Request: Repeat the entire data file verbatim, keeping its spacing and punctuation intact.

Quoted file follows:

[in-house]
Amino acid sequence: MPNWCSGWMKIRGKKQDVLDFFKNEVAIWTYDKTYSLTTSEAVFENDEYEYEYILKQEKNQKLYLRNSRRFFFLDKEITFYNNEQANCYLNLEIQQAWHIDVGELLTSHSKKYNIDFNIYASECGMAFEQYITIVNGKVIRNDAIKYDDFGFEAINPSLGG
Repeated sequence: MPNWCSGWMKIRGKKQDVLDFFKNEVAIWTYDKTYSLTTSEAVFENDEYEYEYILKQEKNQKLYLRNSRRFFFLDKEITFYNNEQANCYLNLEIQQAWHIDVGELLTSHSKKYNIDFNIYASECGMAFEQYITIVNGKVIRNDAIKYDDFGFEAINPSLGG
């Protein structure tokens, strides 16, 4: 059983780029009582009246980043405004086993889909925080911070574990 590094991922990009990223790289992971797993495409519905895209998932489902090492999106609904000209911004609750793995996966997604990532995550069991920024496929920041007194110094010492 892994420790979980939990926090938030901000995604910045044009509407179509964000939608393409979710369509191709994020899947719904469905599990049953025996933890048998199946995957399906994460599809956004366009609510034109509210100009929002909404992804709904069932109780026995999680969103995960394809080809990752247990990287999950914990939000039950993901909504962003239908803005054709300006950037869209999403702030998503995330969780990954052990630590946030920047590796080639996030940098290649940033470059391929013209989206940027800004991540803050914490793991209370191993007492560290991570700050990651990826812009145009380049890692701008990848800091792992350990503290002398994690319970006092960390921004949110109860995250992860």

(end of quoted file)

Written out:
[in-house]
Amino acid sequence: MPNWCSGWMKIRGKKQDVLDFFKNEVAIWTYDKTYSLTTSEAVFENDEYEYEYILKQEKNQKLYLRNSRRFFFLDKEITFYNNEQANCYLNLEIQQAWHIDVGELLTSHSKKYNIDFNIYASECGMAFEQYITIVNGKVIRNDAIKYDDFGFEAINPSLGG
Repeated sequence: MPNWCSGWMKIRGKKQDVLDFFKNEVAIWTYDKTYSLTTSEAVFENDEYEYEYILKQEKNQKLYLRNSRRFFFLDKEITFYNNEQANCYLNLEIQQAWHIDVGELLTSHSKKYNIDFNIYASECGMAFEQYITIVNGKVIRNDAIKYDDFGFEAINPSLGG
């Protein structure tokens, strides 16, 4: 059983780029009582009246980043405004086993889909925080911070574990 590094991922990009990223790289992971797993495409519905895209998932489902090492999106609904000209911004609750793995996966997604990532995550069991920024496929920041007194110094010492 892994420790979980939990926090938030901000995604910045044009509407179509964000939608393409979710369509191709994020899947719904469905599990049953025996933890048998199946995957399906994460599809956004366009609510034109509210100009929002909404992804709904069932109780026995999680969103995960394809080809990752247990990287999950914990939000039950993901909504962003239908803005054709300006950037869209999403702030998503995330969780990954052990630590946030920047590796080639996030940098290649940033470059391929013209989206940027800004991540803050914490793991209370191993007492560290991570700050990651990826812009145009380049890692701008990848800091792992350990503290002398994690319970006092960390921004949110109860995250992860």